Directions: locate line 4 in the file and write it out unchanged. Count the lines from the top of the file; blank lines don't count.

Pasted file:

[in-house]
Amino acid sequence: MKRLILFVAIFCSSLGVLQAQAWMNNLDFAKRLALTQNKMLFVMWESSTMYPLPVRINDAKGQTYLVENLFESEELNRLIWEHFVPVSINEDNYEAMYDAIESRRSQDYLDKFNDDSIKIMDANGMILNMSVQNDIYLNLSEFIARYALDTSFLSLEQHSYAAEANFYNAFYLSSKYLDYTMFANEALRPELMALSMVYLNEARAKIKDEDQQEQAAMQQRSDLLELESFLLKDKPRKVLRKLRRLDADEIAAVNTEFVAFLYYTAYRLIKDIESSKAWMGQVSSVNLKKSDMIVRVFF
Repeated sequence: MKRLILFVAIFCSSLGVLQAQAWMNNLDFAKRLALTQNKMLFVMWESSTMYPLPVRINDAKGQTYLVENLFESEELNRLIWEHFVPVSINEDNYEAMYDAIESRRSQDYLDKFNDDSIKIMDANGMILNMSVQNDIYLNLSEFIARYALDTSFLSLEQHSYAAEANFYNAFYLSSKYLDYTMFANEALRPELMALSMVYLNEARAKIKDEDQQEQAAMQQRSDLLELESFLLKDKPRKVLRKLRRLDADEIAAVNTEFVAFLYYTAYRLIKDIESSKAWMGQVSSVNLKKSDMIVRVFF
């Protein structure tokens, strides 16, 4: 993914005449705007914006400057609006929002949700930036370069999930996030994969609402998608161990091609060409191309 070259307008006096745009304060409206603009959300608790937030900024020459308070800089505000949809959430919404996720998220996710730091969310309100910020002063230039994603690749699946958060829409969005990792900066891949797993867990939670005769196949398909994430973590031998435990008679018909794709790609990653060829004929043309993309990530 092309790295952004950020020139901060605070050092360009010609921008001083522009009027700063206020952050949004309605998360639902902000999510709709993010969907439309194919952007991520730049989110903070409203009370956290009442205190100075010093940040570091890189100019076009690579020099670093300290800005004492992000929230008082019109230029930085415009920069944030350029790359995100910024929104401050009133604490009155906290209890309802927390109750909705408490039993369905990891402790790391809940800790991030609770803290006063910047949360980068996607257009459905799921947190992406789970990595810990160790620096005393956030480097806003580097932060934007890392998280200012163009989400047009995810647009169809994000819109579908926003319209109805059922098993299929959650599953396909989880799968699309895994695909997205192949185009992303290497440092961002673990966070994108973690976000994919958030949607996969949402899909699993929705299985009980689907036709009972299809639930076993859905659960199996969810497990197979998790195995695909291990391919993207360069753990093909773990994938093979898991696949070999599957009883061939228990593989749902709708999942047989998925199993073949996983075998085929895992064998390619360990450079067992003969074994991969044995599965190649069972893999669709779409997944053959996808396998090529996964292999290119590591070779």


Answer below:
């Protein structure tokens, strides 16, 4: 993914005449705007914006400057609006929002949700930036370069999930996030994969609402998608161990091609060409191309 070259307008006096745009304060409206603009959300608790937030900024020459308070800089505000949809959430919404996720998220996710730091969310309100910020002063230039994603690749699946958060829409969005990792900066891949797993867990939670005769196949398909994430973590031998435990008679018909794709790609990653060829004929043309993309990530 092309790295952004950020020139901060605070050092360009010609921008001083522009009027700063206020952050949004309605998360639902902000999510709709993010969907439309194919952007991520730049989110903070409203009370956290009442205190100075010093940040570091890189100019076009690579020099670093300290800005004492992000929230008082019109230029930085415009920069944030350029790359995100910024929104401050009133604490009155906290209890309802927390109750909705408490039993369905990891402790790391809940800790991030609770803290006063910047949360980068996607257009459905799921947190992406789970990595810990160790620096005393956030480097806003580097932060934007890392998280200012163009989400047009995810647009169809994000819109579908926003319209109805059922098993299929959650599953396909989880799968699309895994695909997205192949185009992303290497440092961002673990966070994108973690976000994919958030949607996969949402899909699993929705299985009980689907036709009972299809639930076993859905659960199996969810497990197979998790195995695909291990391919993207360069753990093909773990994938093979898991696949070999599957009883061939228990593989749902709708999942047989998925199993073949996983075998085929895992064998390619360990450079067992003969074994991969044995599965190649069972893999669709779409997944053959996808396998090529996964292999290119590591070779």